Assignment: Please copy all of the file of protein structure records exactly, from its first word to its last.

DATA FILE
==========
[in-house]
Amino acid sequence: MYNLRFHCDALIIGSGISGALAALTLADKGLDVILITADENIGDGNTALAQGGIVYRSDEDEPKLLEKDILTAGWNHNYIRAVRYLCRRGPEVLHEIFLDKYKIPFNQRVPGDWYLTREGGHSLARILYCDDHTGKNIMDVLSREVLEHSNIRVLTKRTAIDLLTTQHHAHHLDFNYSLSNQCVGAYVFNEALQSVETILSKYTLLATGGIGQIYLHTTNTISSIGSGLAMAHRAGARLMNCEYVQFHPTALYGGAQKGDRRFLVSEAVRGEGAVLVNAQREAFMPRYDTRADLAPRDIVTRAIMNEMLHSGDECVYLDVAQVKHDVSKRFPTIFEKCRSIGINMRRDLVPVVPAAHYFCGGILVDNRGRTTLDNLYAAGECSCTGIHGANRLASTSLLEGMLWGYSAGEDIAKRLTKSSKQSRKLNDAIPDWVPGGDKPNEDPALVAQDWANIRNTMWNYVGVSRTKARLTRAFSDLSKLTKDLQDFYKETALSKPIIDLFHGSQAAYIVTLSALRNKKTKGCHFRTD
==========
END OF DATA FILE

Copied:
[in-house]
Amino acid sequence: MYNLRFHCDALIIGSGISGALAALTLADKGLDVILITADENIGDGNTALAQGGIVYRSDEDEPKLLEKDILTAGWNHNYIRAVRYLCRRGPEVLHEIFLDKYKIPFNQRVPGDWYLTREGGHSLARILYCDDHTGKNIMDVLSREVLEHSNIRVLTKRTAIDLLTTQHHAHHLDFNYSLSNQCVGAYVFNEALQSVETILSKYTLLATGGIGQIYLHTTNTISSIGSGLAMAHRAGARLMNCEYVQFHPTALYGGAQKGDRRFLVSEAVRGEGAVLVNAQREAFMPRYDTRADLAPRDIVTRAIMNEMLHSGDECVYLDVAQVKHDVSKRFPTIFEKCRSIGINMRRDLVPVVPAAHYFCGGILVDNRGRTTLDNLYAAGECSCTGIHGANRLASTSLLEGMLWGYSAGEDIAKRLTKSSKQSRKLNDAIPDWVPGGDKPNEDPALVAQDWANIRNTMWNYVGVSRTKARLTRAFSDLSKLTKDLQDFYKETALSKPIIDLFHGSQAAYIVTLSALRNKKTKGCHFRTD